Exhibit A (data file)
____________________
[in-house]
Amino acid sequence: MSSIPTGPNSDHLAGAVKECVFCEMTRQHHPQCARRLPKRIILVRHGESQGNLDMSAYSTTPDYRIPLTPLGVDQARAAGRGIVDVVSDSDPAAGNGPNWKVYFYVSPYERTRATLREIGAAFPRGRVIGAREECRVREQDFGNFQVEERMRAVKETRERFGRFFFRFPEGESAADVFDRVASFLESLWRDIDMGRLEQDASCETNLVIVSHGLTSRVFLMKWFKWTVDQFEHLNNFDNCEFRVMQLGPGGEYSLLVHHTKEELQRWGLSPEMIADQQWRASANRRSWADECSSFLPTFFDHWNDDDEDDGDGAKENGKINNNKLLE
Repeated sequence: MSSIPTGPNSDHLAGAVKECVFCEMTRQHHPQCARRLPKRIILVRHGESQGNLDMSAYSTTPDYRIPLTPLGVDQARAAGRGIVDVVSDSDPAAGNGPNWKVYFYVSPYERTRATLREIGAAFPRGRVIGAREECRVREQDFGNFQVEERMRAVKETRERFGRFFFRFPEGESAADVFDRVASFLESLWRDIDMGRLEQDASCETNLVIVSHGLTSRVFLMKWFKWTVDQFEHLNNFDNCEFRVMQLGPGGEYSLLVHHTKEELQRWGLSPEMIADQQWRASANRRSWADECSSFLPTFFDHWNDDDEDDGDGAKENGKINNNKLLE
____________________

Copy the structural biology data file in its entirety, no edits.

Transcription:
[in-house]
Amino acid sequence: MSSIPTGPNSDHLAGAVKECVFCEMTRQHHPQCARRLPKRIILVRHGESQGNLDMSAYSTTPDYRIPLTPLGVDQARAAGRGIVDVVSDSDPAAGNGPNWKVYFYVSPYERTRATLREIGAAFPRGRVIGAREECRVREQDFGNFQVEERMRAVKETRERFGRFFFRFPEGESAADVFDRVASFLESLWRDIDMGRLEQDASCETNLVIVSHGLTSRVFLMKWFKWTVDQFEHLNNFDNCEFRVMQLGPGGEYSLLVHHTKEELQRWGLSPEMIADQQWRASANRRSWADECSSFLPTFFDHWNDDDEDDGDGAKENGKINNNKLLE
Repeated sequence: MSSIPTGPNSDHLAGAVKECVFCEMTRQHHPQCARRLPKRIILVRHGESQGNLDMSAYSTTPDYRIPLTPLGVDQARAAGRGIVDVVSDSDPAAGNGPNWKVYFYVSPYERTRATLREIGAAFPRGRVIGAREECRVREQDFGNFQVEERMRAVKETRERFGRFFFRFPEGESAADVFDRVASFLESLWRDIDMGRLEQDASCETNLVIVSHGLTSRVFLMKWFKWTVDQFEHLNNFDNCEFRVMQLGPGGEYSLLVHHTKEELQRWGLSPEMIADQQWRASANRRSWADECSSFLPTFFDHWNDDDEDDGDGAKENGKINNNKLLE